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Goddess of Wise Counsel, War, the Defence of Towns, Heroic Endeavour, Weaving, Pottery and Other Crafts



ATHENA (Αθηνά) is the Olympian goddess of Wise Counsel, War, the Defence of Towns, Heroic Endeavour, Weaving, Pottery and Other Crafts. She was depicted crowned with a crested helm, armed with shield and spear, and wearing the snake-trimmed aigis cloak wrapped around her breast and arm, adorned with the monstrous head of the Gorgon.

Athena was viewed to be one of the most beautiful goddesses of all, given how she was perfectly capable of attracting male attention, but she employs her powers to do horrible things to them if they don't leave on her first warning.

Wisdom waits for you to be silent enough to hear.

–B. D. Schiers


More Information

History and Myths

In Greek mythology, Athena is the goddess of arts and battle. Daughter of Zeus, and only by him, the Goddess Athena was not generated by any woman. She leaped from the head of Zeus, already adult, dressed with her armour. But the mother is not completely missing from the miraculous birth of Pallas Athena. According to Hesiod's account of the weddings of Zeus, the King of the Gods chose Metis as his first wife. She was of all beings "the most knowing" (as the word metis is interpreted), or "of many counsels" as translated in the sense of the Homeric epithet polymetis.

As she was about to give birth to the Goddess Athena, Zeus deceived his pregnant wife with cunning words and assimilated her into his own body. Mother Earth and Father Sky had advised him to do this so as to prevent any of his descendants from robbing him of his kingly rank. For it was destined that the most brilliant children were to be born to the Goddess Metis: first, the daughter Athena, and later a son, the future King of Gods and men.

In the most ancient account, the Iliad, Athena is the Goddess of ferocious and implacable fight, but, wherever she can be found, she only is a warrior to defend the State and the native land against the enemies coming from outside. She is, above all, the Goddess of the City, the protectress of civilized life, of artesian activities, and of agriculture. She also invented the horse-bit, which, for the first time, tamed horses, allowing men to use them.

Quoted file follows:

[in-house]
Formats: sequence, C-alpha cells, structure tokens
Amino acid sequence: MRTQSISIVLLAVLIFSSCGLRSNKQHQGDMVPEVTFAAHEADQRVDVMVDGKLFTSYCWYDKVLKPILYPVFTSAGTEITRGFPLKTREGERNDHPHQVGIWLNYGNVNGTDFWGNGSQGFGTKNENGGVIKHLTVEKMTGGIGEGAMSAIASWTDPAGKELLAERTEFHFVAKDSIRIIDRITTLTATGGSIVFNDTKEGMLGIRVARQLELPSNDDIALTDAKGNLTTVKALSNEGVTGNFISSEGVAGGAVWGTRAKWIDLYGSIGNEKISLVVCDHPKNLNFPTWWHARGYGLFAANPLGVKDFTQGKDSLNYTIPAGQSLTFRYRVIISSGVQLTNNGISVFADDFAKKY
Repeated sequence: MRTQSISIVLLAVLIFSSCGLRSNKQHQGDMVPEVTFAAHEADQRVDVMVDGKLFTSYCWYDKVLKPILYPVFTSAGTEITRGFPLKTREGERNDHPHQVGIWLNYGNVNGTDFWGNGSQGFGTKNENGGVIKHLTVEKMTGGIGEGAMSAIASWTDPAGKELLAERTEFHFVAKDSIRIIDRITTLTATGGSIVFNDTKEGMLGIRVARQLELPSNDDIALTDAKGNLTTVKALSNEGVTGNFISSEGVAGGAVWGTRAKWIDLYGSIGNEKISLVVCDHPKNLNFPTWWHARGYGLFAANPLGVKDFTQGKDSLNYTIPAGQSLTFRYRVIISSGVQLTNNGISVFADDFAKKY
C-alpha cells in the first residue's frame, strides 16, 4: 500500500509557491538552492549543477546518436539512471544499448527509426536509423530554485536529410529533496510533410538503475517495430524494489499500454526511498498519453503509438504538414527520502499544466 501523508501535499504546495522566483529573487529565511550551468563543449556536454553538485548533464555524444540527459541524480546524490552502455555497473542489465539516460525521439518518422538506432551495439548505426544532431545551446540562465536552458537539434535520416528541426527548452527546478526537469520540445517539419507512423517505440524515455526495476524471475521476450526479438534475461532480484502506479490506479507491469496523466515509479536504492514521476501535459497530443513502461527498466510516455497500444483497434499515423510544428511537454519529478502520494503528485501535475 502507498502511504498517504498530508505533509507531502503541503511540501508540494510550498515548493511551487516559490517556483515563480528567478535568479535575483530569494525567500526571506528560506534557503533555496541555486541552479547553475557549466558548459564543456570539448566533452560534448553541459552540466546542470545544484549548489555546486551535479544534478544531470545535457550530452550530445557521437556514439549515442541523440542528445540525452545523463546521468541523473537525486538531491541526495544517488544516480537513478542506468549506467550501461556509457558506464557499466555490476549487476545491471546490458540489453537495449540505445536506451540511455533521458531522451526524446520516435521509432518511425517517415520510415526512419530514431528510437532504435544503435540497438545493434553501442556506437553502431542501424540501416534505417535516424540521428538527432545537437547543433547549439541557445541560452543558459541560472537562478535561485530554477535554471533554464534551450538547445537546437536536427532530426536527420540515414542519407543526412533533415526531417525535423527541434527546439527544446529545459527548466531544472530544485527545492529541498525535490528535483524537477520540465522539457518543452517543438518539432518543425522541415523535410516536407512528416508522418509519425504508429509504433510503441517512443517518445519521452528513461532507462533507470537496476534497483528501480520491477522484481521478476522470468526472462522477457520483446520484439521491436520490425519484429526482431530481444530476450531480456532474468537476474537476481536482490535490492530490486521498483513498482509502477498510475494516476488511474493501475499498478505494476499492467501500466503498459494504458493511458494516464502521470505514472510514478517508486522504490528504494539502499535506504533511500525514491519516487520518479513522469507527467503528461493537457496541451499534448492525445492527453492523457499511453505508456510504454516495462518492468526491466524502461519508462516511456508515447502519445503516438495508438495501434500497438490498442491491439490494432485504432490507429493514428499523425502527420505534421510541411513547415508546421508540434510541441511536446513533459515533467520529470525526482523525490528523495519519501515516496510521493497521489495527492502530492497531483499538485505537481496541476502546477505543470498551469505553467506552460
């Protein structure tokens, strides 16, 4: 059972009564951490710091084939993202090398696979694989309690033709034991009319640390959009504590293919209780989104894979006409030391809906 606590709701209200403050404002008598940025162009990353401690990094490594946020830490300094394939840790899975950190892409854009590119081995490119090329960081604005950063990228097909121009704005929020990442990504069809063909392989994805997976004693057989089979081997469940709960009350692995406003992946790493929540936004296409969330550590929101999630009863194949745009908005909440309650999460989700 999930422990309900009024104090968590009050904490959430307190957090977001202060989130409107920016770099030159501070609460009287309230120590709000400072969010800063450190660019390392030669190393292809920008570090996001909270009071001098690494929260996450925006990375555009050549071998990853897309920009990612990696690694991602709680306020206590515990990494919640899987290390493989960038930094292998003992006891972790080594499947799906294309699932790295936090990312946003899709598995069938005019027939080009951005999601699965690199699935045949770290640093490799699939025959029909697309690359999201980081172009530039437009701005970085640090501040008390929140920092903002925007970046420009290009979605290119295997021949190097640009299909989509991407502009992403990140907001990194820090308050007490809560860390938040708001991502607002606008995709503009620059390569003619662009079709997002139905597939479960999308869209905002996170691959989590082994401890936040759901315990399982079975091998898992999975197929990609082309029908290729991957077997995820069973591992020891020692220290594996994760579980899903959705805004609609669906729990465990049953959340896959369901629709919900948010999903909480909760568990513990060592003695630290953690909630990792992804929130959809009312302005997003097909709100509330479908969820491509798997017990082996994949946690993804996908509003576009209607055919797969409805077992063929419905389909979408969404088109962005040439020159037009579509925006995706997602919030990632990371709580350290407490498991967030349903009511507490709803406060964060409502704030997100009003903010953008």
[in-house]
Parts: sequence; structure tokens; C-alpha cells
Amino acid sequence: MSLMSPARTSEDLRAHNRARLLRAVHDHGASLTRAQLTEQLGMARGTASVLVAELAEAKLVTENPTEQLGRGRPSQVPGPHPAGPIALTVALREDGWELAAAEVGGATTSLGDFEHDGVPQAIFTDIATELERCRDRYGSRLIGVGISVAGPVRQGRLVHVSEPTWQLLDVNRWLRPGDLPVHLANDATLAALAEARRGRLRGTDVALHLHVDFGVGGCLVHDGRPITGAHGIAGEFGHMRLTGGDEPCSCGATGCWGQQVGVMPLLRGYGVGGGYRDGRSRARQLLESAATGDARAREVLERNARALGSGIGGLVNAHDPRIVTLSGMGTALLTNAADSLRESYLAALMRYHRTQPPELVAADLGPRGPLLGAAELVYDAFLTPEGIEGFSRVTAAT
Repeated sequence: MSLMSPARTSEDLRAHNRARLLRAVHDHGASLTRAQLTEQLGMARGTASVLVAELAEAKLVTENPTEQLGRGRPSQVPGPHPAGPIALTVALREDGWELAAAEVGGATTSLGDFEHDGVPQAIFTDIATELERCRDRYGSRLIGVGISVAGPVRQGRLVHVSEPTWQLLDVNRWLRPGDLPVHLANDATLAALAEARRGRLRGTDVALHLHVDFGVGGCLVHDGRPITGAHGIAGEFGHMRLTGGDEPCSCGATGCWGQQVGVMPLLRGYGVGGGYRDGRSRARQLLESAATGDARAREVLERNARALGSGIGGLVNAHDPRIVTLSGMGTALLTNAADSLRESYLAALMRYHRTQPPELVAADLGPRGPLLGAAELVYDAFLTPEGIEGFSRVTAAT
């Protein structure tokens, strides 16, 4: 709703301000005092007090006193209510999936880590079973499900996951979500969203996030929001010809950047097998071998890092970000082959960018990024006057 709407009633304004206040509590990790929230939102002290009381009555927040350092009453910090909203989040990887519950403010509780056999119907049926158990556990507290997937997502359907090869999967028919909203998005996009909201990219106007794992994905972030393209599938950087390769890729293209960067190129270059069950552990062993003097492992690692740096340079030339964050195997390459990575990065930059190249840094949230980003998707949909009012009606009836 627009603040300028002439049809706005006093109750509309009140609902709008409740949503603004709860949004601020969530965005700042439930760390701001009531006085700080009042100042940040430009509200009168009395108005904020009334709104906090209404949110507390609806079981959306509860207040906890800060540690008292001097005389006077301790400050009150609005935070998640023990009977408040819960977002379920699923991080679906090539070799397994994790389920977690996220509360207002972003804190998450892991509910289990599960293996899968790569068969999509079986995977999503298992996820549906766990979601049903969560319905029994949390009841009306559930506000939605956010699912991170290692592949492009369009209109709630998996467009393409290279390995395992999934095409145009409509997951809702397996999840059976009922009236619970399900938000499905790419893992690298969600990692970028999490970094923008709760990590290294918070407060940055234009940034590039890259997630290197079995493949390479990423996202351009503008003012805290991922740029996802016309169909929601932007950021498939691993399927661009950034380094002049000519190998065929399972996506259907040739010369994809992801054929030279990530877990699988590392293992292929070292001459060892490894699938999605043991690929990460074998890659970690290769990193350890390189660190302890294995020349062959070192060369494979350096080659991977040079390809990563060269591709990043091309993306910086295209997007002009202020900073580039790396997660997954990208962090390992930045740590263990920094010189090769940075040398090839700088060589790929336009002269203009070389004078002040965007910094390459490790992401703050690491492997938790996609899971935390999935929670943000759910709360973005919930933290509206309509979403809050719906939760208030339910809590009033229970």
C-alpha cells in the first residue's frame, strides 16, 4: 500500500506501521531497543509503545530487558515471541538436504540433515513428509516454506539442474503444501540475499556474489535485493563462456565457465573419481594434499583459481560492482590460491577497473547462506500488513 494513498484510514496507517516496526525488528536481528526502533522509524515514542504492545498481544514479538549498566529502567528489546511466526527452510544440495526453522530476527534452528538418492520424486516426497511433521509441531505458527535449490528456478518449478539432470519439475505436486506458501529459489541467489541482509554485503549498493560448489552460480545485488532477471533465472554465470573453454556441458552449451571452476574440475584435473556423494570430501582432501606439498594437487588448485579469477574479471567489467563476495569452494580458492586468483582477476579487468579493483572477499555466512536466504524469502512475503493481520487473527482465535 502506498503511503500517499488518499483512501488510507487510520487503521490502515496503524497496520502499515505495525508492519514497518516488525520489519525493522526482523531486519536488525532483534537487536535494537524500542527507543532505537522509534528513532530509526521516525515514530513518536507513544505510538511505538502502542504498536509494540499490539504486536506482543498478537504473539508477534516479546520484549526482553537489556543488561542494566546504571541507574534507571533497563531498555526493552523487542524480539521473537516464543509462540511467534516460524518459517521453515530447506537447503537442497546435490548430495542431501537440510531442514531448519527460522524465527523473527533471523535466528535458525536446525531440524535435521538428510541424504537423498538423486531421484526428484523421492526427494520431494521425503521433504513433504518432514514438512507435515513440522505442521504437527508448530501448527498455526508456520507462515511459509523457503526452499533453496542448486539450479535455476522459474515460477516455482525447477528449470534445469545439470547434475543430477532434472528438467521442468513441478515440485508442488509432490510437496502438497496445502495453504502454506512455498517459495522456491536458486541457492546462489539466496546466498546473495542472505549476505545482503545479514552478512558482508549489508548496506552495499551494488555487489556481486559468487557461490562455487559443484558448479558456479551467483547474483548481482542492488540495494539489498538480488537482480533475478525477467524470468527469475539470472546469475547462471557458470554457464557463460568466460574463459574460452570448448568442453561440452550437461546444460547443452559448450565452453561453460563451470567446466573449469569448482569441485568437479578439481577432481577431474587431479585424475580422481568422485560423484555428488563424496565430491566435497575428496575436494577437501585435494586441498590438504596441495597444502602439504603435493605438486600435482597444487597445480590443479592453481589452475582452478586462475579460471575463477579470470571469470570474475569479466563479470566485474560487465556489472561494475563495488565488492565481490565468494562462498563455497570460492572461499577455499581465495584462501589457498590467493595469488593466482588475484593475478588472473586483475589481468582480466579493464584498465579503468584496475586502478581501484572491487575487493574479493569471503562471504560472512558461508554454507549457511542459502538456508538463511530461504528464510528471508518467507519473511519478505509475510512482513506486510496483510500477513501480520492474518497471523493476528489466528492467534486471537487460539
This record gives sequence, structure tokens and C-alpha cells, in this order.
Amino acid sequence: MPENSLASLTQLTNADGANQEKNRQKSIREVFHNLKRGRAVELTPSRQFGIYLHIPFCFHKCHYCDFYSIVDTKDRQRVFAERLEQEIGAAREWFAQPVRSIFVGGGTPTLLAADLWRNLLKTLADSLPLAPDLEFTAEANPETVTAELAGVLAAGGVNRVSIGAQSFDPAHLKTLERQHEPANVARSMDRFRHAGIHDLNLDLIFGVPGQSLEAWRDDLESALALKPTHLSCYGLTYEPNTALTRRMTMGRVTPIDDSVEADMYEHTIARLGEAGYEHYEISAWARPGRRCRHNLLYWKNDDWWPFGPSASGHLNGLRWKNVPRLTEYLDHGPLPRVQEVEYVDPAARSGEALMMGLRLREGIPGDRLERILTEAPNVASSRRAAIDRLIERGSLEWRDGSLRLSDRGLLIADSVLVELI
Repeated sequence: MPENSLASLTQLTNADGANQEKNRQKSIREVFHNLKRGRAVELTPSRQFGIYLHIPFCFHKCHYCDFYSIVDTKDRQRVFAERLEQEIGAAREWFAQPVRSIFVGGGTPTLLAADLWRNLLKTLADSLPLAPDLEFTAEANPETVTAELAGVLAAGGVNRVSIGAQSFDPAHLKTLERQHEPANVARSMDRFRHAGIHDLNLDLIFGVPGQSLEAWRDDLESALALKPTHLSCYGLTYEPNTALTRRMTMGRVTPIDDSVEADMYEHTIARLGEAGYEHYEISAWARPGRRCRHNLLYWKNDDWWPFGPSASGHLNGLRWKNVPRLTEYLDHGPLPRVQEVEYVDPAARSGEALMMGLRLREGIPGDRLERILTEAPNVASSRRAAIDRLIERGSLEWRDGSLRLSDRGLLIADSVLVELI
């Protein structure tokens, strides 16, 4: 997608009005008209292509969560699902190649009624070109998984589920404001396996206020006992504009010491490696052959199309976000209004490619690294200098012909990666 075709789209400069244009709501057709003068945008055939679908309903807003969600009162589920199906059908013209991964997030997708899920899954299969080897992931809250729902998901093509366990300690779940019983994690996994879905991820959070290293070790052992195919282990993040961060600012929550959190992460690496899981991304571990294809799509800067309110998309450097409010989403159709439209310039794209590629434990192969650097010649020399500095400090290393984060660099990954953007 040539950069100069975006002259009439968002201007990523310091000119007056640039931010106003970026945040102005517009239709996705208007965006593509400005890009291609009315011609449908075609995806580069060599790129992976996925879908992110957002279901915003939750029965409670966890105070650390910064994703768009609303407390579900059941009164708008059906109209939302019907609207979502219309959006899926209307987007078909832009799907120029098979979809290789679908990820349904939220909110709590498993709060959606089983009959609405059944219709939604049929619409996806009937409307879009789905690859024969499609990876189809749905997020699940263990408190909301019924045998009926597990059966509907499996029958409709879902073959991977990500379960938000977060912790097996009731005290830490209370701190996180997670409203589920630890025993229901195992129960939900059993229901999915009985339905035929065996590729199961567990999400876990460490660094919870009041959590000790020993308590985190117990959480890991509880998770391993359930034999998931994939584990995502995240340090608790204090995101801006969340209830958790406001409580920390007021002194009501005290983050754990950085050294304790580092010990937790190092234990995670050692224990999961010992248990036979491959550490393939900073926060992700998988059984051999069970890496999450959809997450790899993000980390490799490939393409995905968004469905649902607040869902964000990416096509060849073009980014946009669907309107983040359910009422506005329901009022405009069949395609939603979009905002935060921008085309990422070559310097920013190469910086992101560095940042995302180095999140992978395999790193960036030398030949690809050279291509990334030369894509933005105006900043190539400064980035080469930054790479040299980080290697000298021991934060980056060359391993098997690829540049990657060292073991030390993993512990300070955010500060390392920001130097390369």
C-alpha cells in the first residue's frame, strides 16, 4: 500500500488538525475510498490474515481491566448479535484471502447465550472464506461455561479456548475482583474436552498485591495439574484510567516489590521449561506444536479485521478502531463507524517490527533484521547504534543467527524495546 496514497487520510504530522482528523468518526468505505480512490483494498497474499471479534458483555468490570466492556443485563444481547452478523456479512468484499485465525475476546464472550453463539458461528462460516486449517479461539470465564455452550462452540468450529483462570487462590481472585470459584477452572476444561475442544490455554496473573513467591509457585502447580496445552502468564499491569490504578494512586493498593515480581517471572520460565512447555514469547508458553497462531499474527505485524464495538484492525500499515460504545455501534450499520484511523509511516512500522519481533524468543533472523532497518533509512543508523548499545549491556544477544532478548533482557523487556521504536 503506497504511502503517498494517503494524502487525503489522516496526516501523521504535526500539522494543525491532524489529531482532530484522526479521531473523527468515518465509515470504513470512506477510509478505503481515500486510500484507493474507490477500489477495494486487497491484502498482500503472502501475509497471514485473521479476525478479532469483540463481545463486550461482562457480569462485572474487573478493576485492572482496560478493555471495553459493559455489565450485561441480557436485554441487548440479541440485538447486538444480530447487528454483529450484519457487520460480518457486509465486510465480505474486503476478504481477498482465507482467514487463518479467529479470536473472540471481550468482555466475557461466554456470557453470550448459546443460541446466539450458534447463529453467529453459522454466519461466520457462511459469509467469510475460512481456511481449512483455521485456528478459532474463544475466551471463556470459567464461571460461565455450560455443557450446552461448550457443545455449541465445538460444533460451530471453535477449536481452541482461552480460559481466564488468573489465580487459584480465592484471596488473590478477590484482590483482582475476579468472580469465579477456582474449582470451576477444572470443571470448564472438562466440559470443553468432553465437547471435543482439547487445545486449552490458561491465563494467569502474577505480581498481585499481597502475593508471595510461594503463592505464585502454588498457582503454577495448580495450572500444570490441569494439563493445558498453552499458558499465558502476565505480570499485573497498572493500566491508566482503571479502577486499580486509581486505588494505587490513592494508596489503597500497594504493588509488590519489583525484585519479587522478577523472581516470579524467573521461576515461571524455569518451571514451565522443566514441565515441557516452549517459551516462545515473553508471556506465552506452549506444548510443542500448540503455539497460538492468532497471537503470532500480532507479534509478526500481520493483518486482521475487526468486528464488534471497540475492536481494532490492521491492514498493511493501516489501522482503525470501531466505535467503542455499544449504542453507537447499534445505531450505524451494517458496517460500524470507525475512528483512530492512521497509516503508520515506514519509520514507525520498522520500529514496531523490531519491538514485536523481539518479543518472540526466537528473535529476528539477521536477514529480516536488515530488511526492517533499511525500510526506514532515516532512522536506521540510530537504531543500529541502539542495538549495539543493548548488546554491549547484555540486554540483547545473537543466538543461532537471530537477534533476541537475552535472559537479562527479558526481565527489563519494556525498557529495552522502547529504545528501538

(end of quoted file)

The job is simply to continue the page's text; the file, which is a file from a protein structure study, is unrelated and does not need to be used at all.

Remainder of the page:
She is the favourite daughter of Zeus; and that's why he let her use his insignia: the terrible shield, the aegis and his devastating weapon, the ray. The most used expression to describe her is "the bright eyed". She is the first of the three virgin Goddesses, also known as Maiden, Parthenos, and from this name was taken the name to the most important Temple dedicated to her, the Parthenon. In poetry she is the incarnation of Wisdom, Reason and Purity.

Athena is the Greek word for . She had many temples spread accross Ancient Greece, the most famous being Athens, the capital of the Greek Empire. Her temples were holy ground and people came from miles to worship at her feet. She had many cults dedicated to her image but the most famous are Phokis, Malis, Thessalia, Keos, Khios, Samos and Krete.

In Roman mythology Minerva she virgin goddess of wisdom, poetry, medicine, commerce, weaving, and crafts and is much less powerful than her Greek version.

Previously the Goddess had already shown particular benevolence to the land of Athens. In the days of King Cecrops a dispute had arisen between her and Poseidon for the possession of Attica. To affirm his rights Poseidon struck the rock of the Acropolis with his trident and a salt water spring gushed forth. According to another tradition it was a horse which appeared under Poseidon's trident. Athena, in her turn, caused an olive tree to sprout on the Acropolis, a tree which could be seen in the time of Pericles, still alive in spite of having been burned by the Persians during the invasion of Xerxes. Asked to settle the dispute the Gods, on the evidence of Cecrops, pronounced in favor of Athena.

The manner in which Athena made her first appearance revealed her warlike proclivities. And, indeed, she delights above all in battle. She took part in the war against the giants, killing Pallas and hurling her chariot against Enceladus whom she finally crushed under the island of Sicily.